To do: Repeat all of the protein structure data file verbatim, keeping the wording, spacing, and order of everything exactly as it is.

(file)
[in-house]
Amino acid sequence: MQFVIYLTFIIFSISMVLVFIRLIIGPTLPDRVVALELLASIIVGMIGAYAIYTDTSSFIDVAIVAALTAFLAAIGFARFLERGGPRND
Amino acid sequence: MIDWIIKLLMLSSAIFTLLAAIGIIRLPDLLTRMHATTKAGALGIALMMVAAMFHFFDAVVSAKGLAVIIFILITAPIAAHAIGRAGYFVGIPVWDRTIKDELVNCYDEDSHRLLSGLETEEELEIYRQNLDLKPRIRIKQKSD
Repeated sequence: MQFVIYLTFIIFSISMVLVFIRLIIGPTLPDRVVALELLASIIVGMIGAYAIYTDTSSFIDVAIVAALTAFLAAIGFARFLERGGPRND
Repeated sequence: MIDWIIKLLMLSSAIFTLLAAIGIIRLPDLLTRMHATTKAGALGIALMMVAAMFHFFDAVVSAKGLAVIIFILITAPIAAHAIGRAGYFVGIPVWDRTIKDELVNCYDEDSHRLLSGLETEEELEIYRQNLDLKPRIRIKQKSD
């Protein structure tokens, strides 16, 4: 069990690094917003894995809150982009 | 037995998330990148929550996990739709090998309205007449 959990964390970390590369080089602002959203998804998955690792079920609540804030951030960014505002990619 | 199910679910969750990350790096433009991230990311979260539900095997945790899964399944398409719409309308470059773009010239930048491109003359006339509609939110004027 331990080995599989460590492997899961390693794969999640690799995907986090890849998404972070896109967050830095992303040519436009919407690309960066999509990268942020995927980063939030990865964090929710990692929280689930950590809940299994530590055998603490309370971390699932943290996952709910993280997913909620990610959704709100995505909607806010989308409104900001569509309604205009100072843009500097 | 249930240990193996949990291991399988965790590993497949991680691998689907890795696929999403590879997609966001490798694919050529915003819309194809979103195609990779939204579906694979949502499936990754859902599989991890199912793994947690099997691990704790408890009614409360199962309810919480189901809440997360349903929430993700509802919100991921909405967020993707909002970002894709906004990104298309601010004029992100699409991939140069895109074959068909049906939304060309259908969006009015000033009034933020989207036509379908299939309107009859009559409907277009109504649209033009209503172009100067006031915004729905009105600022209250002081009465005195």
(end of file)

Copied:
[in-house]
Amino acid sequence: MQFVIYLTFIIFSISMVLVFIRLIIGPTLPDRVVALELLASIIVGMIGAYAIYTDTSSFIDVAIVAALTAFLAAIGFARFLERGGPRND
Amino acid sequence: MIDWIIKLLMLSSAIFTLLAAIGIIRLPDLLTRMHATTKAGALGIALMMVAAMFHFFDAVVSAKGLAVIIFILITAPIAAHAIGRAGYFVGIPVWDRTIKDELVNCYDEDSHRLLSGLETEEELEIYRQNLDLKPRIRIKQKSD
Repeated sequence: MQFVIYLTFIIFSISMVLVFIRLIIGPTLPDRVVALELLASIIVGMIGAYAIYTDTSSFIDVAIVAALTAFLAAIGFARFLERGGPRND
Repeated sequence: MIDWIIKLLMLSSAIFTLLAAIGIIRLPDLLTRMHATTKAGALGIALMMVAAMFHFFDAVVSAKGLAVIIFILITAPIAAHAIGRAGYFVGIPVWDRTIKDELVNCYDEDSHRLLSGLETEEELEIYRQNLDLKPRIRIKQKSD
């Protein structure tokens, strides 16, 4: 069990690094917003894995809150982009 | 037995998330990148929550996990739709090998309205007449 959990964390970390590369080089602002959203998804998955690792079920609540804030951030960014505002990619 | 199910679910969750990350790096433009991230990311979260539900095997945790899964399944398409719409309308470059773009010239930048491109003359006339509609939110004027 331990080995599989460590492997899961390693794969999640690799995907986090890849998404972070896109967050830095992303040519436009919407690309960066999509990268942020995927980063939030990865964090929710990692929280689930950590809940299994530590055998603490309370971390699932943290996952709910993280997913909620990610959704709100995505909607806010989308409104900001569509309604205009100072843009500097 | 249930240990193996949990291991399988965790590993497949991680691998689907890795696929999403590879997609966001490798694919050529915003819309194809979103195609990779939204579906694979949502499936990754859902599989991890199912793994947690099997691990704790408890009614409360199962309810919480189901809440997360349903929430993700509802919100991921909405967020993707909002970002894709906004990104298309601010004029992100699409991939140069895109074959068909049906939304060309259908969006009015000033009034933020989207036509379908299939309107009859009559409907277009109504649209033009209503172009100067006031915004729905009105600022209250002081009465005195």